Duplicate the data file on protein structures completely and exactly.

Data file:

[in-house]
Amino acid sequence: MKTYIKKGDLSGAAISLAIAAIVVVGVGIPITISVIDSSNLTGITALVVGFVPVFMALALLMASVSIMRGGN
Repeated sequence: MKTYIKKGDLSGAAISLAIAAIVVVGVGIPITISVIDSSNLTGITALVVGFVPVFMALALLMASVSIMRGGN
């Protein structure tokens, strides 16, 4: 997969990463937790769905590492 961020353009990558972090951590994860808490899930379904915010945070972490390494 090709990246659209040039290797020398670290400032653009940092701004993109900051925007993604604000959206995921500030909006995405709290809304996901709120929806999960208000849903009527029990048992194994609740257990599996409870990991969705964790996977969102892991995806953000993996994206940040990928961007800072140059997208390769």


[in-house]
Amino acid sequence: MKTYIKKGDLSGAAISLAIAAIVVVGVGIPITISVIDSSNLTGITALVVGFVPVFMALALLMASVSIMRGGN
Repeated sequence: MKTYIKKGDLSGAAISLAIAAIVVVGVGIPITISVIDSSNLTGITALVVGFVPVFMALALLMASVSIMRGGN
């Protein structure tokens, strides 16, 4: 997969990463937790769905590492 961020353009990558972090951590994860808490899930379904915010945070972490390494 090709990246659209040039290797020398670290400032653009940092701004993109900051925007993604604000959206995921500030909006995405709290809304996901709120929806999960208000849903009527029990048992194994609740257990599996409870990991969705964790996977969102892991995806953000993996994206940040990928961007800072140059997208390769």